Fig. 8
figure 8

Word cloud of the top 50 words

Research frontiers

The length and intensity of the twelve burst words [coptis chinensis, natural product, Alzheimer’s disease, metabolic syndrome, AMPK, obesity, antioxidant, macrophage, up regulation, oxidative stress, autophagy, and inflammation] are shown in Fig. 9. This figure indicates that the aspects to which these words belong are still the hotspots and frontiers of research in the pharmacology of berberine in the future. The most intense one is AMPK, the value of which is 7.2003 and it is confirmed related to metabolism. As the number of patients with metabolic diseases continues to rise, it is essential to find a way to treat this diseases. And current research shows that berberine can play an important role in the treatment of nonalcoholic fatty liver through its anti-inflammatory mechanisms and in metabolism by inducing the activation of the AMPK pathway [37,38,39,40]. So it can be speculated that this will be one of the focus of future development.

Fig. 9
figure 9

The words from the burst detection

Clinical application and mechanism of berberine

Through rapid analysis and the tracking of the key literature and cluster analysis information above, we sorted out the main clinical applications and corresponding mechanisms of berberine, as shown in Table 6.

Table 6 Main clinical application and mechanism of berberine

We hope that readers become more familiar with berberine. At the same time, it was found that after the analysis of bibliometric methods, the information retrieval and arrangement were more convenient.


We conducted a bibliometric analysis of 1426 publications on berberine pharmacology published in the Web of Science core database from 1985 to 2018 using big data analysis and visualization software.

Between 1985 and 2018, the number of articles published in the field of berberine pharmacology increased exponentially. More than half of the articles were published in China, but the average TGCS of each article was slightly lower. China Pharmaceutical University is at the centre of academic cooperation, with its number of publications and TGCS being ranked first, and it has three influential scholars: Wang, Liu and Li. These factors fully illustrate the key position of China Pharmaceutical University in the field of berberine pharmacology. Because he has the largest H-index, Chen of Sun Yat-Sen University is the most influential author. The Journal of Ethnopharmacology is the journal with the largest number of publications and the highest TGCS. By tracking important institutions, authors, and journals, researchers can quickly understand the state of research in this area.

Through co-citation and cluster analysis, an evolutionary network based on scientific publications was finally formed. There were 12 cluster topics from 1985 to 2018. In the mid-term phase, the field developed rapidly and has gradually moved to more in-depth areas, such as reactive oxygen species and signalling pathways, combined with popular disciplines such as pharmacokinetics. In recent years, researchers have discovered more modern applications of berberine and have also conducted more research on pathways and targets. Based on word frequency and burst detection, we found that metabolic diseases, central nervous system diseases, AMPK, the NF-kappa-b signalling pathway and oxidative stress are the frontiers and hotspots and could become the key development direction in the future.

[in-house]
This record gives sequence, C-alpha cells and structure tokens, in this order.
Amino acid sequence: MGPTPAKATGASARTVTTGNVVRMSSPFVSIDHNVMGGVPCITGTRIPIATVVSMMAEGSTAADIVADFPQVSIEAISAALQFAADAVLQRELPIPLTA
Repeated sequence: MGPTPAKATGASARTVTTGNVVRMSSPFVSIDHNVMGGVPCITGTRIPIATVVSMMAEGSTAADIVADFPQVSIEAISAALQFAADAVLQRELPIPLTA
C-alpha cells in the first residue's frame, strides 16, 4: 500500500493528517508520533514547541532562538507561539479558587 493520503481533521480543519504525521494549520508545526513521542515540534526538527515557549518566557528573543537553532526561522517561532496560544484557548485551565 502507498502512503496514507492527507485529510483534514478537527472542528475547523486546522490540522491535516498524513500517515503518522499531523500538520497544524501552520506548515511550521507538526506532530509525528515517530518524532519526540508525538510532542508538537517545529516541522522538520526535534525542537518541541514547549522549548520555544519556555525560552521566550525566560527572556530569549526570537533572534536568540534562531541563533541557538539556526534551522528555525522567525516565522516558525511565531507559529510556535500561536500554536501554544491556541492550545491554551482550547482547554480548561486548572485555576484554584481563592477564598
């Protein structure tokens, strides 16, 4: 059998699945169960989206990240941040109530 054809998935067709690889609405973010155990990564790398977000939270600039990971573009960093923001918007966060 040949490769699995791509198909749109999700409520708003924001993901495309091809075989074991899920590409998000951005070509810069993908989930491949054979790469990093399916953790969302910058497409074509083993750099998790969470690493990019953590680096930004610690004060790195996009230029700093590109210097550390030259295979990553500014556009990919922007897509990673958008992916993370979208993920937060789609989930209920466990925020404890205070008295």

The research still has limitations, the research limitation of the article is that collected data is not completed enough. To improve the quality of the article, only articles and reviews were selected as the research object, so some important research results might has been missed. In subsequent research, we will further optimize the data source and data screening to improve the quality of the overall data analysis and prediction.

The results of this study demonstrate the evolutionary process and development trends of berberine pharmacology and could enable researchers to quickly understand the key information in the field of berberine pharmacology, to grasp research directions and to improve research efficiency.

Availability of data and materials

The datasets used during the current study are available from the corresponding author upon reasonable request.





total global citation score


adenosine 5′-monophosphate [AMP]-activated protein kinase


glucose transporter protein 1


peroxisome proliferators-activated receptors γ






prostaglandin F2α


sporeshaped red blood cell




activator protein-1


lectin-like oxidized low-density-lipoprotein receptor-1




microtubule-associated protein tau